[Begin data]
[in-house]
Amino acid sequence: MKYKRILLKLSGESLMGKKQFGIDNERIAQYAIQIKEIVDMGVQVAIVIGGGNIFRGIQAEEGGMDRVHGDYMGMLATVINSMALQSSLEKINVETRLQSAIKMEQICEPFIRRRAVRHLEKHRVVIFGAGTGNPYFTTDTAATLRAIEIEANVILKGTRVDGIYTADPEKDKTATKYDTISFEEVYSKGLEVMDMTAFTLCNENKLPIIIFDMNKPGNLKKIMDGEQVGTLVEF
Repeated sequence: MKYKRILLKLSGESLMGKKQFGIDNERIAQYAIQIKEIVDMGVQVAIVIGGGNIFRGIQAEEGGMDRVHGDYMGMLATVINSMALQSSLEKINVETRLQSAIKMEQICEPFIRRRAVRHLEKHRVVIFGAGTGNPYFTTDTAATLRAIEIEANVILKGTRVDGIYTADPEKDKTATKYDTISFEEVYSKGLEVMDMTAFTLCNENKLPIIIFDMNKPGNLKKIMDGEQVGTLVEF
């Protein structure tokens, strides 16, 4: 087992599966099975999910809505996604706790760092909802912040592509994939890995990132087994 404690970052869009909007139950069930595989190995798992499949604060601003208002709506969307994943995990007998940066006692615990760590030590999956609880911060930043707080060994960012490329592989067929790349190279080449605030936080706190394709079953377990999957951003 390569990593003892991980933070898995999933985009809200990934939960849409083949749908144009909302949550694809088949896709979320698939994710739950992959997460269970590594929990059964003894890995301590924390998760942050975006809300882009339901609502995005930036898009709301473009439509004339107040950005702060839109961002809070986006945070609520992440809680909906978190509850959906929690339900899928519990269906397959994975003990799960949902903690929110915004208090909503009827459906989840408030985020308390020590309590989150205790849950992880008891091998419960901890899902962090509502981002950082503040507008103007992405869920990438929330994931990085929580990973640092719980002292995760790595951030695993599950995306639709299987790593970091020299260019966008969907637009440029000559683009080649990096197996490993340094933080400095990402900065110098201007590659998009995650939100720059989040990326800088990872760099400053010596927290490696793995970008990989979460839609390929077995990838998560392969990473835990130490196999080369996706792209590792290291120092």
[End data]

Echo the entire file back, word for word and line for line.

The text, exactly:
[in-house]
Amino acid sequence: MKYKRILLKLSGESLMGKKQFGIDNERIAQYAIQIKEIVDMGVQVAIVIGGGNIFRGIQAEEGGMDRVHGDYMGMLATVINSMALQSSLEKINVETRLQSAIKMEQICEPFIRRRAVRHLEKHRVVIFGAGTGNPYFTTDTAATLRAIEIEANVILKGTRVDGIYTADPEKDKTATKYDTISFEEVYSKGLEVMDMTAFTLCNENKLPIIIFDMNKPGNLKKIMDGEQVGTLVEF
Repeated sequence: MKYKRILLKLSGESLMGKKQFGIDNERIAQYAIQIKEIVDMGVQVAIVIGGGNIFRGIQAEEGGMDRVHGDYMGMLATVINSMALQSSLEKINVETRLQSAIKMEQICEPFIRRRAVRHLEKHRVVIFGAGTGNPYFTTDTAATLRAIEIEANVILKGTRVDGIYTADPEKDKTATKYDTISFEEVYSKGLEVMDMTAFTLCNENKLPIIIFDMNKPGNLKKIMDGEQVGTLVEF
């Protein structure tokens, strides 16, 4: 087992599966099975999910809505996604706790760092909802912040592509994939890995990132087994 404690970052869009909007139950069930595989190995798992499949604060601003208002709506969307994943995990007998940066006692615990760590030590999956609880911060930043707080060994960012490329592989067929790349190279080449605030936080706190394709079953377990999957951003 390569990593003892991980933070898995999933985009809200990934939960849409083949749908144009909302949550694809088949896709979320698939994710739950992959997460269970590594929990059964003894890995301590924390998760942050975006809300882009339901609502995005930036898009709301473009439509004339107040950005702060839109961002809070986006945070609520992440809680909906978190509850959906929690339900899928519990269906397959994975003990799960949902903690929110915004208090909503009827459906989840408030985020308390020590309590989150205790849950992880008891091998419960901890899902962090509502981002950082503040507008103007992405869920990438929330994931990085929580990973640092719980002292995760790595951030695993599950995306639709299987790593970091020299260019966008969907637009440029000559683009080649990096197996490993340094933080400095990402900065110098201007590659998009995650939100720059989040990326800088990872760099400053010596927290490696793995970008990989979460839609390929077995990838998560392969990473835990130490196999080369996706792209590792290291120092």